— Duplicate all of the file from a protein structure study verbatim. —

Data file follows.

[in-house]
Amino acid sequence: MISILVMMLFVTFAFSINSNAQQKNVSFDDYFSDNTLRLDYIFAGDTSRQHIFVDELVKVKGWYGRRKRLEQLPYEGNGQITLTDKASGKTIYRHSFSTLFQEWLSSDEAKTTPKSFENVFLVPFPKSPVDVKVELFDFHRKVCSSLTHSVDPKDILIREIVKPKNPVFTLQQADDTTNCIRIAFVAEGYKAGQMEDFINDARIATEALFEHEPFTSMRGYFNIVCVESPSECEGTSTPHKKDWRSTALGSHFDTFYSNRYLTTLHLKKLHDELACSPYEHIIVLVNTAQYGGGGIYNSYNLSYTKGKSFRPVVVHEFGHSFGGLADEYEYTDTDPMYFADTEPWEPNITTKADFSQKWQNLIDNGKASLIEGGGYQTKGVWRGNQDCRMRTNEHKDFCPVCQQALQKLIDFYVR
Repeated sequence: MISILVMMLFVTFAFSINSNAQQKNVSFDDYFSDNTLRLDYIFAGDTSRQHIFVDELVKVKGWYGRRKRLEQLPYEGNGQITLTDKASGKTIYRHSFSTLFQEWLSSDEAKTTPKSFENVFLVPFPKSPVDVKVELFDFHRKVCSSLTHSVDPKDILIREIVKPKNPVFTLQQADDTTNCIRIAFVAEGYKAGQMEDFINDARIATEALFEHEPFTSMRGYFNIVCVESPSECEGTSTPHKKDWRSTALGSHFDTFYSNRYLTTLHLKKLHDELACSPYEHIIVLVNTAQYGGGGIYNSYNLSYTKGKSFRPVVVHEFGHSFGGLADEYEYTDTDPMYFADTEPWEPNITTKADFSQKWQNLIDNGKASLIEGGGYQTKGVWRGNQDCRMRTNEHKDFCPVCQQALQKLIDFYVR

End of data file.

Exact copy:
[in-house]
Amino acid sequence: MISILVMMLFVTFAFSINSNAQQKNVSFDDYFSDNTLRLDYIFAGDTSRQHIFVDELVKVKGWYGRRKRLEQLPYEGNGQITLTDKASGKTIYRHSFSTLFQEWLSSDEAKTTPKSFENVFLVPFPKSPVDVKVELFDFHRKVCSSLTHSVDPKDILIREIVKPKNPVFTLQQADDTTNCIRIAFVAEGYKAGQMEDFINDARIATEALFEHEPFTSMRGYFNIVCVESPSECEGTSTPHKKDWRSTALGSHFDTFYSNRYLTTLHLKKLHDELACSPYEHIIVLVNTAQYGGGGIYNSYNLSYTKGKSFRPVVVHEFGHSFGGLADEYEYTDTDPMYFADTEPWEPNITTKADFSQKWQNLIDNGKASLIEGGGYQTKGVWRGNQDCRMRTNEHKDFCPVCQQALQKLIDFYVR
Repeated sequence: MISILVMMLFVTFAFSINSNAQQKNVSFDDYFSDNTLRLDYIFAGDTSRQHIFVDELVKVKGWYGRRKRLEQLPYEGNGQITLTDKASGKTIYRHSFSTLFQEWLSSDEAKTTPKSFENVFLVPFPKSPVDVKVELFDFHRKVCSSLTHSVDPKDILIREIVKPKNPVFTLQQADDTTNCIRIAFVAEGYKAGQMEDFINDARIATEALFEHEPFTSMRGYFNIVCVESPSECEGTSTPHKKDWRSTALGSHFDTFYSNRYLTTLHLKKLHDELACSPYEHIIVLVNTAQYGGGGIYNSYNLSYTKGKSFRPVVVHEFGHSFGGLADEYEYTDTDPMYFADTEPWEPNITTKADFSQKWQNLIDNGKASLIEGGGYQTKGVWRGNQDCRMRTNEHKDFCPVCQQALQKLIDFYVR